Edinburgh Rugby lock Grant Gilchrist scooped this season’s coach-nominated Player of the Season award at the club's 2013/14 awards dinner.
The 6ft 7in, 18-stone second-row has started all of his 23 appearances for the club this season, playing the full 80 minutes on all but one occasion.
In fact, such is his long-standing influence on the squad, that the lock has started all but four of his 67 Edinburgh Rugby outings.
This has been a landmark year for the former elite development player who, alongside blossoming internationalists Matt Scott and David Denton, played an increasing influential role for the club, on and off the field.
His consistency of performance and commitment to the club has been exemplary and so justified selection in the eyes of coaches Alan Solomons, Stevie Scott and Omar Mouneimne.
Back-row Roddy Grant added a second award in as many weeks, with the coveted, peer-nominated, Player’s Player of the Season award to add to his supporter-nominated ‘Caullie Lug’.
Grant has featured in 22 games from a possible 27 so far this season, with an ankle injury sustained against Zebre rulling him out of the last three matches of the season.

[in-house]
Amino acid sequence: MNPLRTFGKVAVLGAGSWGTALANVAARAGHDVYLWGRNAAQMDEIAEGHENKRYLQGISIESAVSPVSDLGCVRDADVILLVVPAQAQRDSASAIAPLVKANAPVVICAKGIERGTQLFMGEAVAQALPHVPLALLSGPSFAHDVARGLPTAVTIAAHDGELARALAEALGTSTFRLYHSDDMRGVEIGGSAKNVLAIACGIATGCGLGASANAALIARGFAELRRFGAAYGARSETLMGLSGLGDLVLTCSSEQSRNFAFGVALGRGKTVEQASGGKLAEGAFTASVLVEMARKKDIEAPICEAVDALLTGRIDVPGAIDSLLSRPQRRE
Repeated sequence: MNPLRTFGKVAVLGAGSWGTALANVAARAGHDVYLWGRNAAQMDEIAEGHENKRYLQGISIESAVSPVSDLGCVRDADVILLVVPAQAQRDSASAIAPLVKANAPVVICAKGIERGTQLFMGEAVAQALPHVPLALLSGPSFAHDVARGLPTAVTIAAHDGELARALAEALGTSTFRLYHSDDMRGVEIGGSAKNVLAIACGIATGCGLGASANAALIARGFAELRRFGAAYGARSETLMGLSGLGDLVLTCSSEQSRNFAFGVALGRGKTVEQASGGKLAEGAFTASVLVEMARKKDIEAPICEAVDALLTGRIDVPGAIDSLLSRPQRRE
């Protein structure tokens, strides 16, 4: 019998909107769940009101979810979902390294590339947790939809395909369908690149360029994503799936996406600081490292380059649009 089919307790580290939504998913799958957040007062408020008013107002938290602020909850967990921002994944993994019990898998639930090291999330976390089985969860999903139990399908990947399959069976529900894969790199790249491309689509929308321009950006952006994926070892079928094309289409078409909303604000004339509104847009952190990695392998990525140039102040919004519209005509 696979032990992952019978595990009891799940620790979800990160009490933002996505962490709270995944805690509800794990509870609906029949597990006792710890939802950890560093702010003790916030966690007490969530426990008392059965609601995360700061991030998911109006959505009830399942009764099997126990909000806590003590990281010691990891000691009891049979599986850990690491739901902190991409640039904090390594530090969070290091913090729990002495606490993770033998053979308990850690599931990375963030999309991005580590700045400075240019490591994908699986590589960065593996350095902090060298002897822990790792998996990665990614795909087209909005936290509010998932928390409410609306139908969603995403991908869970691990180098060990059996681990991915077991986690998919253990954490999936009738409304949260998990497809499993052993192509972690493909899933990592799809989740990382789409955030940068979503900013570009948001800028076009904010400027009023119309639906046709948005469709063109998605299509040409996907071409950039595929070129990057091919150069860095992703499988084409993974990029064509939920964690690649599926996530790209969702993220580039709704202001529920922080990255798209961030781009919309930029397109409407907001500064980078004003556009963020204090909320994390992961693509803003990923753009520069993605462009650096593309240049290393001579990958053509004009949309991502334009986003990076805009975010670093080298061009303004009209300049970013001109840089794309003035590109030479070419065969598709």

In total, that has seen the 27 year-old rack up an impressive 109 outings for the club (starting 89) since his debut in the 2008/09 season.
Dougie Fife was one of the stand out developments of the 2012/13 season as he worked his way into contention in one of the most competitive areas of the squad.
This season he has since built upon his growing reputation, became a first team regular for the club under Solomons, and enjoyed his most prolific spell in the black and red - scoring five times in seven matches.
Fife’s impressive season for Edinburgh was then recognised with his first Scotland cap against Wales in the 2014 RBS 6 Nations.
The is little to say about 23 year-old back-row forward, Cornell du Preez, that hasn’t been said already since he arrived at Edinburgh Rugby in the autumn.
The former Springbok Academy player has starred across all back-row positions for the club this season, and has shown impressive reslience for his formative years, to endure unbroken, back-to-back southern and northern hemisphere seasons.
Since his debut in October, he has started 21 of his 23 apperances, scoring seven tries in the process, thanks to an unrelenting aggression, wrapped up in what is arguably the clubs most powerful player, pound for pound.
Last, but by no means least, is the Edinburgh Rugby Iron Man award, nominated by the club’s strength and conditioning department for commitment to the jersey at game time and in relentless preparation.
Alasdair Dickinson was this year’s winner for displaying a season-long commitment to preparing to play, on the training field and in the gym, and also in game time.
The club’s fastest and fittest prop, and strongest player overall, is a ruthless trainer and commits every once of his effort to wringing each inch out of improvement from every session.
Combine that with 20 appearances for the club, on top of international commitments and the ongoing management of a calf strain, and it is clear why Dickinson was a shoe-in for this season’s Iron Man.